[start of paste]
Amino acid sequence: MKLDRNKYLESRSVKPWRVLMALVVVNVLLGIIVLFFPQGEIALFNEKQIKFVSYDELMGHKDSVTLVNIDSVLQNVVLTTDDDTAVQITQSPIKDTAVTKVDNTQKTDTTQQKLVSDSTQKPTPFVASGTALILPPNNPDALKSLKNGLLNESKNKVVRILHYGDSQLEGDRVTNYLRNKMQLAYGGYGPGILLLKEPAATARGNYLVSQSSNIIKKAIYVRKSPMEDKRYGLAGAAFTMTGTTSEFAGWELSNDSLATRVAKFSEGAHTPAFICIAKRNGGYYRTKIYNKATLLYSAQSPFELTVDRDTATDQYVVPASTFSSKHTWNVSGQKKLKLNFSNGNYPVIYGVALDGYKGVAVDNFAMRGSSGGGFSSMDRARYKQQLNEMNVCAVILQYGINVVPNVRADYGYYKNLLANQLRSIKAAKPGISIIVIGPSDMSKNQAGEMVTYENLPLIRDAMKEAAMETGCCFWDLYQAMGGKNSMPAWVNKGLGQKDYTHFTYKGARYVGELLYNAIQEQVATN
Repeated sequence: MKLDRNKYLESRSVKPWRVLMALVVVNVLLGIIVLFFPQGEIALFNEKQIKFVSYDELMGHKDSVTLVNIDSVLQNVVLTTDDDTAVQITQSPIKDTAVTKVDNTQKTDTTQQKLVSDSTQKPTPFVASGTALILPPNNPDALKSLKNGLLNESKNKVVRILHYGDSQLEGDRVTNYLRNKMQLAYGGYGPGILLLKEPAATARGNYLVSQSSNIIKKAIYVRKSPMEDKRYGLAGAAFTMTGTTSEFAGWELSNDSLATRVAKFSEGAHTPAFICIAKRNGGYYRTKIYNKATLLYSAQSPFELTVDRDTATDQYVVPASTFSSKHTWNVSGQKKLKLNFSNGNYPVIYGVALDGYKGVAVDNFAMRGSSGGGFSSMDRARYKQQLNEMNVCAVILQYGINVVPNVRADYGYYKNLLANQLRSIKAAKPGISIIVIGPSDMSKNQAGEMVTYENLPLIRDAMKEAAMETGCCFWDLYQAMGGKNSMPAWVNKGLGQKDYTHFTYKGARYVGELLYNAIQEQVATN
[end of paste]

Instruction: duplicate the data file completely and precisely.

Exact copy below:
Amino acid sequence: MKLDRNKYLESRSVKPWRVLMALVVVNVLLGIIVLFFPQGEIALFNEKQIKFVSYDELMGHKDSVTLVNIDSVLQNVVLTTDDDTAVQITQSPIKDTAVTKVDNTQKTDTTQQKLVSDSTQKPTPFVASGTALILPPNNPDALKSLKNGLLNESKNKVVRILHYGDSQLEGDRVTNYLRNKMQLAYGGYGPGILLLKEPAATARGNYLVSQSSNIIKKAIYVRKSPMEDKRYGLAGAAFTMTGTTSEFAGWELSNDSLATRVAKFSEGAHTPAFICIAKRNGGYYRTKIYNKATLLYSAQSPFELTVDRDTATDQYVVPASTFSSKHTWNVSGQKKLKLNFSNGNYPVIYGVALDGYKGVAVDNFAMRGSSGGGFSSMDRARYKQQLNEMNVCAVILQYGINVVPNVRADYGYYKNLLANQLRSIKAAKPGISIIVIGPSDMSKNQAGEMVTYENLPLIRDAMKEAAMETGCCFWDLYQAMGGKNSMPAWVNKGLGQKDYTHFTYKGARYVGELLYNAIQEQVATN
Repeated sequence: MKLDRNKYLESRSVKPWRVLMALVVVNVLLGIIVLFFPQGEIALFNEKQIKFVSYDELMGHKDSVTLVNIDSVLQNVVLTTDDDTAVQITQSPIKDTAVTKVDNTQKTDTTQQKLVSDSTQKPTPFVASGTALILPPNNPDALKSLKNGLLNESKNKVVRILHYGDSQLEGDRVTNYLRNKMQLAYGGYGPGILLLKEPAATARGNYLVSQSSNIIKKAIYVRKSPMEDKRYGLAGAAFTMTGTTSEFAGWELSNDSLATRVAKFSEGAHTPAFICIAKRNGGYYRTKIYNKATLLYSAQSPFELTVDRDTATDQYVVPASTFSSKHTWNVSGQKKLKLNFSNGNYPVIYGVALDGYKGVAVDNFAMRGSSGGGFSSMDRARYKQQLNEMNVCAVILQYGINVVPNVRADYGYYKNLLANQLRSIKAAKPGISIIVIGPSDMSKNQAGEMVTYENLPLIRDAMKEAAMETGCCFWDLYQAMGGKNSMPAWVNKGLGQKDYTHFTYKGARYVGELLYNAIQEQVATN